Esophageal cancer carries a grim prognosis despite advances in treatment made over the last few decades, with a 5-year survival rate for all-comers of only 18.8% (1). Esophagectomy is a key component of care in patients who are candidates for curative treatment, whether as part of multimodal therapy or as primary treatment in early-stage disease, but even after resection, 5-year survival is poor. Esophagectomy is additionally associated with substantial morbidity. Complication rates range from 40% to almost 80% in meta-analyses and database analysis studies, and most individual studies report rates over 50% (2,3). With such high complication rates, and with poor long-term survival placing a higher premium on quality of life, even incremental improvements in postoperative outcomes become important.
A number of studies have found that cancer esophagectomies at higher-volume centers are associated with lower short-term morbidity and mortality than at low-volume centers (4-6). Although the findings are not universal, the evidence for a volume-outcome relationship was sufficient to prompt major policy changes in some countries with nationalized healthcare models, including Great Britain, Canada, the Netherlands, Sweden, and Denmark. Reports on the results of centralization in these systems have largely demonstrated that shifting cases to regional, high-volume hospitals does improve outcomes, and that this phenomenon may be at least partially independent of changes in volume distribution (7-12).
In the United States (U.S.), proactive attempts at regionalization on a large scale have not yet occurred. Efforts have been limited to voluntary programs identifying centers that meet volume thresholds (e.g., Leapfrog Group) or cancer treatment quality standards (e.g., the U.S. National Cancer Institute’s designated Cancer Centers) and, so far, data demonstrating that such movements have changed referral practices or impacted outcomes for patients is unconvincing (13,14). Considering how much American healthcare differs from that of the centralized models abroad, longitudinal evidence reproducing the beneficial effects of regionalization in this setting is needed.
Kaiser Permanente is one of the largest and most successful integrated healthcare networks in the U.S. In its home Northern California region, nearly 9,000 physicians serve 4.3 million members (15), constituting nearly half the region’s insurance market share (16). Kaiser Permanente Northern California (KPNC) has been compared to the British National Health System, and the member pool can be considered reasonably representative of local population demographics (17,18). The KPNC infrastructure enabled the regionalization in 2014 of cardiothoracic surgical services. We examined the impact of regionalizing thoracic surgery on overall care and outcomes for patients undergoing cancer esophagectomy.
Study design & patient selection
We conducted a retrospective chart review of all adult cancer esophagectomy cases completed within KPNC between 2009 and 2016. Thoracic surgery regionalization was implemented in January 2014 and consolidated cases to 4 of the region’s 21 hospitals, designated as Centers of Excellence (CoE). We compared historical cohorts of patients who underwent surgery before regionalization [2009–2013] to those after regionalization [2014–2016].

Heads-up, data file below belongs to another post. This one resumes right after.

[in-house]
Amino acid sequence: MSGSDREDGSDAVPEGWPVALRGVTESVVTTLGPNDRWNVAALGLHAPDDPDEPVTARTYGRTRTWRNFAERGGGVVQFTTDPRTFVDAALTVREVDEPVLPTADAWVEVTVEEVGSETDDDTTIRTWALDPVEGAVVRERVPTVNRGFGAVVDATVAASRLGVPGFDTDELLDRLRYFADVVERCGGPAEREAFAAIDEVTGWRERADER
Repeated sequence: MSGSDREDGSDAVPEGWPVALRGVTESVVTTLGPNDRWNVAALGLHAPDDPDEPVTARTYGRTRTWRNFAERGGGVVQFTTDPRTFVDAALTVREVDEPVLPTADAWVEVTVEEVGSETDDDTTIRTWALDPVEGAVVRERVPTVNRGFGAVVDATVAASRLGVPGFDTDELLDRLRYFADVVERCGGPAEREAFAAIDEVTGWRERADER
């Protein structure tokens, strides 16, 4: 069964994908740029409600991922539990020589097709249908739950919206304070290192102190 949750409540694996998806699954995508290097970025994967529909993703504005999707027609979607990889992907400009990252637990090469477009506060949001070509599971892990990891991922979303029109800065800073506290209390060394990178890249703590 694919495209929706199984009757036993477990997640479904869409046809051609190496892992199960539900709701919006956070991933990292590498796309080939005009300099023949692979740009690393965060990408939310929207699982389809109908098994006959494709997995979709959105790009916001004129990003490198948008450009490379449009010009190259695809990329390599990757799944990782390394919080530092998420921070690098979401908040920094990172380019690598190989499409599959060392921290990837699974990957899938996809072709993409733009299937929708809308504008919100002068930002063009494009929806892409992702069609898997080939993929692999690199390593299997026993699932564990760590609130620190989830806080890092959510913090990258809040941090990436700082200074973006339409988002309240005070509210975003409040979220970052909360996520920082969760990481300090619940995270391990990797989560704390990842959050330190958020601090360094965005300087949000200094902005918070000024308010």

The impetus to regionalize was primarily outcomes-motivated and surgeon-driven. The physician group started to track esophagectomy outcomes within KPNC, and the findings were discussed among all surgeons who were performing the operation. Through ongoing dialogue, they developed a plan to improve patient outcomes. A key feature of their proposal to regionalize was that the process would be strictly voluntary. As the only stipulation of regionalization, all surgeons were asked to perform their esophagectomy cases at one of the four CoE. Local surgeons would assist with caring for their patients postoperatively at the remote site. No restrictions were applied to surgeon specialty or esophagectomy method, as there was substantial heterogeneity in techniques (though most were variants of an Ivor-Lewis approach). Furthermore, no contractual penalties were levied against non-compliant surgeons who continued to perform esophagectomies at non-CoE, nor were any incentives granted for compliance or increased volume.
CoE designation was only partially based on established esophagectomy outcomes. Other important considerations included: availability of surgeons who could offer patients a minimally-invasive option; surgeon interest in continuing to perform esophagectomy; local surgeon availability and willingness to assist with postoperative care for esophagectomy cases migrated to their center; operating room (OR) capacity sufficient to absorb additional case-load; adequate nursing and facility resources for postoperative care of esophagectomy patients; and geography within the region. To minimize distance as a barrier to access, sites were selected such that a CoE would be available to patients within 70 miles of their usual primary hospital. Access was further protected by the existing KPNC policy requiring cancer operations to be available to patients within 2 weeks of completion of preoperative workup. Ultimately, decisions on CoE selection were multifactorial and collaborative. The effect of this non-algorithmic, group decision-making process is illustrated by the lack of apparent, quantifiable differences in the pre-regionalization characteristics of future CoE and non-CoE (Table 1).